Tuesday, April 27, 2010

Sof Shavua B'Tel Aviv (For My Father)

I admit, I fail to understand religious violence.  I don't get wanting to blow up strangers because they believe differently about God than me.  I know that, historically, Christians have not been exempt from perpetration of violence.  I am troubled by periods of history in which Christians killed or oppressed others and defended it theologically.  And I have always been more troubled by the passages in the Old Testament in which God commands the Israelites to kill their enemies, including women, children, and livestock.

I supposed the same kind of desire for purity in the land that drove the Israelites is what drives the modern Islamicist to want to kill Jews in Israel.  In For My Father (I'm pretty sure the Hebrew title is literally Weekend in Tel Aviv), Tarek doesn't completely buy into the Islamist desire to eradicate the Jews from Israel.  But some friendly neighborhood Muslim terrorists have some dirt on Tarek's father, and promise that by blowing himself up in the marketplace in Tel Aviv, Tarek can restore his father's honor.  Again, this middle eastern notion of honor escapes me.  But Tarek reluctantly accepts their offer.

The good news/bad news is that the switch which would ignite the explosives Tarek is wearing fails.  He flees the marketplace and happens upon an electronic repair shop run by a friendly Jew, who agrees to order a replacement.  Since it's Friday afternoon, and Sabbath is about to begin, he tells Tarek he can't get it until Sunday morning.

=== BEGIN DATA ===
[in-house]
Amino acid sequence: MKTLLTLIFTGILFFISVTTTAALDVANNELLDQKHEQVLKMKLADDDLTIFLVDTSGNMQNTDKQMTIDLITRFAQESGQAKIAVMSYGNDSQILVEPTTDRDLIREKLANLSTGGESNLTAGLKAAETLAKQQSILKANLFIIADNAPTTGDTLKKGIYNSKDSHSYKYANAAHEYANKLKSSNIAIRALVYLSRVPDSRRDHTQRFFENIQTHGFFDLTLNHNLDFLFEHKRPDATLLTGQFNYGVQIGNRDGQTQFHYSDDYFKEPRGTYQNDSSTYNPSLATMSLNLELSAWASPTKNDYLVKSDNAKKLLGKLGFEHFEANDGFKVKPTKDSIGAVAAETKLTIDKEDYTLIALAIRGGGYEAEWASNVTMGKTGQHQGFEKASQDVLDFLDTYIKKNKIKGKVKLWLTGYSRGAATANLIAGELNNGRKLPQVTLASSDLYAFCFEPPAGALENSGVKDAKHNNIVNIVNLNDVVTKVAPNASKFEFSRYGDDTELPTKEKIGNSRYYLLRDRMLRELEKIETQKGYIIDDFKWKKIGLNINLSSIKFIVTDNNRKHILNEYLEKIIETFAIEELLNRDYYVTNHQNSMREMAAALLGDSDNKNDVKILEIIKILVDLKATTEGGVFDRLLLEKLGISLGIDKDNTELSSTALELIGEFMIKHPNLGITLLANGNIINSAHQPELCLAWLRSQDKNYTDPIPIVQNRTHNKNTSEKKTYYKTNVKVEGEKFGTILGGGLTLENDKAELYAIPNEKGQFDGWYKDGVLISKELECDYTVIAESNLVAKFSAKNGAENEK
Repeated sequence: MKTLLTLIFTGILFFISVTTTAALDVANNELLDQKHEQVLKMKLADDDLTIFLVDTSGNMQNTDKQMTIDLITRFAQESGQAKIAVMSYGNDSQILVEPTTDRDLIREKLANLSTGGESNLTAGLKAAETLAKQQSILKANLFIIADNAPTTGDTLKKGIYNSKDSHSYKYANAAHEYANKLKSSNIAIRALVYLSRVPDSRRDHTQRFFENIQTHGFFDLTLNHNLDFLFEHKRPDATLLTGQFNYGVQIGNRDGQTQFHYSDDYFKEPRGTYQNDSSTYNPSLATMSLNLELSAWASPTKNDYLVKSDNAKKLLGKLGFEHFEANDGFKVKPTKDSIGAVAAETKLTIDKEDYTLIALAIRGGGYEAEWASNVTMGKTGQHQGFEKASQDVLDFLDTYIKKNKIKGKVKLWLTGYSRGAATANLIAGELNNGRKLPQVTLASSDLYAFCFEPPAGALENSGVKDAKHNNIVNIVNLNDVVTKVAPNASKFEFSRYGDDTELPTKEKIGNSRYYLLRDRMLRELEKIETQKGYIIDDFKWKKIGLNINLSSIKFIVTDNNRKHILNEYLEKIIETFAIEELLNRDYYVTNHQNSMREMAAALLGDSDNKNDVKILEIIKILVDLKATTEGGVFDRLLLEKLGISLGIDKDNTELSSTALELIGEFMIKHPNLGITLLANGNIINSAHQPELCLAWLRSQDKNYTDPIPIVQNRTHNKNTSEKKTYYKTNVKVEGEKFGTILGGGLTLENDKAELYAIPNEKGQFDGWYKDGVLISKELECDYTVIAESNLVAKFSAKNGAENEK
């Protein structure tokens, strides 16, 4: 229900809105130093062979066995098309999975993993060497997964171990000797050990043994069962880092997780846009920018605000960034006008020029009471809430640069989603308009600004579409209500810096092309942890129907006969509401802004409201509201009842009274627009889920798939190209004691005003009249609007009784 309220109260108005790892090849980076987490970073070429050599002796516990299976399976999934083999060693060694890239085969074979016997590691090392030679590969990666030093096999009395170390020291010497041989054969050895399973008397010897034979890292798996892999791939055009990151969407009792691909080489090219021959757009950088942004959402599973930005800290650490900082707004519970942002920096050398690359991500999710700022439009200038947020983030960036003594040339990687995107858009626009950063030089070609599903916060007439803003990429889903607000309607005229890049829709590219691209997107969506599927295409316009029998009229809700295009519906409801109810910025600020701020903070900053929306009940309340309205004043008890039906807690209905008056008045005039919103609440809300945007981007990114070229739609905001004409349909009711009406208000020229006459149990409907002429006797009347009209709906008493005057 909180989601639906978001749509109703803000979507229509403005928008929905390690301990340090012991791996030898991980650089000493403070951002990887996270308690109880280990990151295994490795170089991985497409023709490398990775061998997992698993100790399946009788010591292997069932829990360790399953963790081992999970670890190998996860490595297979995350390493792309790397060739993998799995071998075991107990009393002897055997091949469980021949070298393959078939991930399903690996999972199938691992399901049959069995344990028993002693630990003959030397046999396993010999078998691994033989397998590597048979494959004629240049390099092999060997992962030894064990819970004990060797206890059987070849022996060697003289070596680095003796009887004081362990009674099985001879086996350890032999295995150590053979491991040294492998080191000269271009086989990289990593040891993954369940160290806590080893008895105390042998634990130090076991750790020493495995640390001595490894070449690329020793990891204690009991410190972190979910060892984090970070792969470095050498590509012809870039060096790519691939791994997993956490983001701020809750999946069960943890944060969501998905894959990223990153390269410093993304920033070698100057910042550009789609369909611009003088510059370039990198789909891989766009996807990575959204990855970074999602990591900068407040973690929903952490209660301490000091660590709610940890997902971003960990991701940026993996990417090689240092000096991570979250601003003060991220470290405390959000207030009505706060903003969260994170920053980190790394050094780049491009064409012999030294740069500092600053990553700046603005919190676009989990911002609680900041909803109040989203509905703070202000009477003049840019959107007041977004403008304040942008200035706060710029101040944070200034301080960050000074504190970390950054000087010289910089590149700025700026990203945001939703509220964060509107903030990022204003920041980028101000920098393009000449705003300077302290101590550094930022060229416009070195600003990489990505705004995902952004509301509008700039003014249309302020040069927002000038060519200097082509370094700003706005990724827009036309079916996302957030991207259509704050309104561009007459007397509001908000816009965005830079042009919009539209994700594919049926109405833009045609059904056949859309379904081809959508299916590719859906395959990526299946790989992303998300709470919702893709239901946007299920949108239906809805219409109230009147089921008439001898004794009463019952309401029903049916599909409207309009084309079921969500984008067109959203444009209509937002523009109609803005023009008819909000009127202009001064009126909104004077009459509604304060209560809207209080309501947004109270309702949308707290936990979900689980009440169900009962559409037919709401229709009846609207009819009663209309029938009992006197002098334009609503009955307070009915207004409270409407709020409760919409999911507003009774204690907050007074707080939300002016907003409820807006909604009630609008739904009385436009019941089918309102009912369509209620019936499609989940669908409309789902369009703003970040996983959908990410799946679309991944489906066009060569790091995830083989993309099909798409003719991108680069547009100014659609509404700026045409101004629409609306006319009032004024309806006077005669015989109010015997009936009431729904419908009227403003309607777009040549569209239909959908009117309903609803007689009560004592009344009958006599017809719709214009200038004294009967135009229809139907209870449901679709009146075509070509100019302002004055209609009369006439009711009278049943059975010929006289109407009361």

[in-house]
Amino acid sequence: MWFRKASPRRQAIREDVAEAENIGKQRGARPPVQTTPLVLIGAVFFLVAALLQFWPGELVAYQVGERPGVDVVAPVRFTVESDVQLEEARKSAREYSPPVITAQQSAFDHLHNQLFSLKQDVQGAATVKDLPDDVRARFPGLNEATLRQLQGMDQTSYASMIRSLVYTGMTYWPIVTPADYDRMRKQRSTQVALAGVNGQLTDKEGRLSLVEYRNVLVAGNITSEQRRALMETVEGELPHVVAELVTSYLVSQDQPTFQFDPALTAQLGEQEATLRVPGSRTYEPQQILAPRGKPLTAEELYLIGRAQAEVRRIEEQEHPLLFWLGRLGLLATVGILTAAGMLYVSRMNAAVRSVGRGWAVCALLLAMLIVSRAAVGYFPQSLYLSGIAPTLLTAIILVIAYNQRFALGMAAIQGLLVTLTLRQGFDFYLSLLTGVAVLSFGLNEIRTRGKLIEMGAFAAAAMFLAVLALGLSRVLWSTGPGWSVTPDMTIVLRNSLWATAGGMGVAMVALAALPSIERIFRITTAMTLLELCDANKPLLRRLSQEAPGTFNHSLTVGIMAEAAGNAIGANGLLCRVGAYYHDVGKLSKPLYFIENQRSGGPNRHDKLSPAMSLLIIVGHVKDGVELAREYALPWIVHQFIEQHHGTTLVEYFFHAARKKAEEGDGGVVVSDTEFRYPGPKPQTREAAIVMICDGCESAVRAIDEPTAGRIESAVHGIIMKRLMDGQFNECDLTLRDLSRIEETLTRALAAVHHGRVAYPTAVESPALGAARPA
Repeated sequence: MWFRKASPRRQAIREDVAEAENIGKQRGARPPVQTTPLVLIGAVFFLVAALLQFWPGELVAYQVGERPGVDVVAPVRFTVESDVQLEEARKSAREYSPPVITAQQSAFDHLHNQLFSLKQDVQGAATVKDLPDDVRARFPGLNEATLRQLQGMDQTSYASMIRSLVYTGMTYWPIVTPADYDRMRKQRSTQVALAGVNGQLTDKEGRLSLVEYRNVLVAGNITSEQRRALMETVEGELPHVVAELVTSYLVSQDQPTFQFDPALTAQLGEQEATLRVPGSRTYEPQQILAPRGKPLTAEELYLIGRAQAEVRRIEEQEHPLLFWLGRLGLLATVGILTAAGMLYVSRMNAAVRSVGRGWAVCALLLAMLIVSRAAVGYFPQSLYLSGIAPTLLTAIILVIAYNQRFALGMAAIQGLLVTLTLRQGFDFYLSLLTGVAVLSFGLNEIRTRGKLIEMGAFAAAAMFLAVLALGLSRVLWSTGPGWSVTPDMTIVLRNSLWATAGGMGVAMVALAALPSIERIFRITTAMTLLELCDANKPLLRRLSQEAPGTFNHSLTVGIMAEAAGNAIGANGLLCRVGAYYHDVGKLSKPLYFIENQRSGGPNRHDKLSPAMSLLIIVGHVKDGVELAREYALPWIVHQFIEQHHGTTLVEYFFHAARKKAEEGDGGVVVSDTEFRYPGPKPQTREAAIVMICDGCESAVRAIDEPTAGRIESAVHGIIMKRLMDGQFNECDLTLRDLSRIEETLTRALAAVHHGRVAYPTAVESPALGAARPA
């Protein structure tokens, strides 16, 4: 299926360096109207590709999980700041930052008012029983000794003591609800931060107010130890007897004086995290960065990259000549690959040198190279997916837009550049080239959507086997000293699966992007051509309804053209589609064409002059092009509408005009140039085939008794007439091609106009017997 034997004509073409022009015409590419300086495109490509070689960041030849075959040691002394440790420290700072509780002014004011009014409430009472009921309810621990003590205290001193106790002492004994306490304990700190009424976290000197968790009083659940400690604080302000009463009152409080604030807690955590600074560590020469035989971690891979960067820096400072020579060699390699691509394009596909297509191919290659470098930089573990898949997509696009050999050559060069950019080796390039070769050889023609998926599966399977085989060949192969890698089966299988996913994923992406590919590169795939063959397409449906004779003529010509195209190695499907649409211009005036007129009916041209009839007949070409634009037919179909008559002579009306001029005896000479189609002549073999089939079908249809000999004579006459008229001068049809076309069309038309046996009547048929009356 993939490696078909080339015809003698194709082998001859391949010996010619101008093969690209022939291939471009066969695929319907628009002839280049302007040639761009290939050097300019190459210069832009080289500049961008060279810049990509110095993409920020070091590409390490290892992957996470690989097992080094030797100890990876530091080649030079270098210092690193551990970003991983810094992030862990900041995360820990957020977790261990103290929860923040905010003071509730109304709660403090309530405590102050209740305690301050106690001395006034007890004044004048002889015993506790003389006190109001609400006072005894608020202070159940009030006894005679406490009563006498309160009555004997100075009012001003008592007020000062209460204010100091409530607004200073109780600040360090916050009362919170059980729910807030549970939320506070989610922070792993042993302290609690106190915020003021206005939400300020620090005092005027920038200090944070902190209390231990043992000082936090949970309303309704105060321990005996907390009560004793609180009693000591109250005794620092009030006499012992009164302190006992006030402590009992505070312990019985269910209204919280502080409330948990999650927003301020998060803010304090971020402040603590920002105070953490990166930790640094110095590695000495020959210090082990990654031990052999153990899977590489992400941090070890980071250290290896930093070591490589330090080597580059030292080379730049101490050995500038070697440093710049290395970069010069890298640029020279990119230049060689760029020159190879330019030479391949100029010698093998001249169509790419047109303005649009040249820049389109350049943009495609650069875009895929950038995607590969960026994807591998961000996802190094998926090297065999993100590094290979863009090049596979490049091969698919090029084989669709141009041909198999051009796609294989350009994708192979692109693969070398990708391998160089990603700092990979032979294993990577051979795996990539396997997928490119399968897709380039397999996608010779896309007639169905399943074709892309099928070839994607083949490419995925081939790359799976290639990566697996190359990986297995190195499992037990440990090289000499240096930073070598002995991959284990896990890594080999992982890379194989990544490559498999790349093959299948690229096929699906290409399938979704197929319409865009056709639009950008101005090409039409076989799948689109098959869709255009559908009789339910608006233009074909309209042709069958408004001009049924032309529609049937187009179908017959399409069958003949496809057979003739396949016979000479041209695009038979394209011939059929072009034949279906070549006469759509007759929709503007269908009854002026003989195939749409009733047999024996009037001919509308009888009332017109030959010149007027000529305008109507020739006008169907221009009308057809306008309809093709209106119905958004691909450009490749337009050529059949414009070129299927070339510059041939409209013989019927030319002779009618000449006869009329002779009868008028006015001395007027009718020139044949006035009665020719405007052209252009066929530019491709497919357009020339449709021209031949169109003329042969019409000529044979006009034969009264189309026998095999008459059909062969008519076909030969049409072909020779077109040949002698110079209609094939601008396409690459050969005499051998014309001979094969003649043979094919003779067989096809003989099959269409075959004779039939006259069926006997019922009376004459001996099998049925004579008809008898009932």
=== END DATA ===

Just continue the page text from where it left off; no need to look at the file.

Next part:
With some time to kill, Tarek befriends the shop keeper and his wife.  He repairs their roof in exchange for a meal and a place to sleep.  He also befriends the pretty young shopkeeper across the street, a Jewish girl estranged from her Orthodox Jewish family.  Given the weekend to have second thoughts about blowing people up, he--well, I don't want to give away the ending.

I am trying to think about how I might view this movie were I a Muslim or a Jew living in Israel.  I have a feeling they would say the story is much too simplistic, that such chance meetings and ready friendships between Muslims and Jews are all too rare.  But I also have a feeling that if I were to wander into any given neighborhood in Tel Aviv, I would find plenty of Jews who would, as the shopkeeper did, extend hospitality and friendship to a stranger, Muslim or not.  I am alsosure I would find Muslims who detest the expression of their faith that calls for young men to blow themselves up.

This movie is moving, well-made, and presents a thought-provoking window into a modern yet ancient clash of culture and religion.  Another valuable offering from Film Movement, it's worth your time.

As the Psalmist wrote, "Pray for the peace of Jerusalem" and Tel Aviv and every other city and town where Muslim, Jew, and Christian live together.

Bottom line, 3 stars.

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